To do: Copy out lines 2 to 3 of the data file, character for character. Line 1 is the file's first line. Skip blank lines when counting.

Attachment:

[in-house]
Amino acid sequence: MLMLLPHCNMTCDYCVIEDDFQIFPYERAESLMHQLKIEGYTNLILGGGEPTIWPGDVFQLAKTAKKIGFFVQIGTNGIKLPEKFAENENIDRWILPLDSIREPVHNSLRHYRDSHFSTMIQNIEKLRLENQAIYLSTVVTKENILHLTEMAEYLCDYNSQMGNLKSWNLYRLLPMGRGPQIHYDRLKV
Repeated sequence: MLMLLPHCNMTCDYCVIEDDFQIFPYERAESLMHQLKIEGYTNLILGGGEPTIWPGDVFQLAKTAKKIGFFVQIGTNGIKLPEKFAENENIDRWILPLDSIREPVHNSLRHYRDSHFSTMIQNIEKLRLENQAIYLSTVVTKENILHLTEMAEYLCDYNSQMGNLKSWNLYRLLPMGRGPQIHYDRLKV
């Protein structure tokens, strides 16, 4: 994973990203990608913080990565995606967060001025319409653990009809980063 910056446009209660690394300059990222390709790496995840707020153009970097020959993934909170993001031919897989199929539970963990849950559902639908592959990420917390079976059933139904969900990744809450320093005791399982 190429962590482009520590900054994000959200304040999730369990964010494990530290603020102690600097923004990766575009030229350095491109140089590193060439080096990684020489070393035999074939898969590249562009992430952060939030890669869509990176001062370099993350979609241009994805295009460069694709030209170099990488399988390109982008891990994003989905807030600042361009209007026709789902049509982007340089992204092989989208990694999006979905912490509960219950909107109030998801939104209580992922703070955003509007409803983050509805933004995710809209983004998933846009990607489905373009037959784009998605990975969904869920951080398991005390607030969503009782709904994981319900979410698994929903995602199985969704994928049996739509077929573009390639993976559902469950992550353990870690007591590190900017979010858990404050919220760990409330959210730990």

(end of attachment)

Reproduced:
Amino acid sequence: MLMLLPHCNMTCDYCVIEDDFQIFPYERAESLMHQLKIEGYTNLILGGGEPTIWPGDVFQLAKTAKKIGFFVQIGTNGIKLPEKFAENENIDRWILPLDSIREPVHNSLRHYRDSHFSTMIQNIEKLRLENQAIYLSTVVTKENILHLTEMAEYLCDYNSQMGNLKSWNLYRLLPMGRGPQIHYDRLKV
Repeated sequence: MLMLLPHCNMTCDYCVIEDDFQIFPYERAESLMHQLKIEGYTNLILGGGEPTIWPGDVFQLAKTAKKIGFFVQIGTNGIKLPEKFAENENIDRWILPLDSIREPVHNSLRHYRDSHFSTMIQNIEKLRLENQAIYLSTVVTKENILHLTEMAEYLCDYNSQMGNLKSWNLYRLLPMGRGPQIHYDRLKV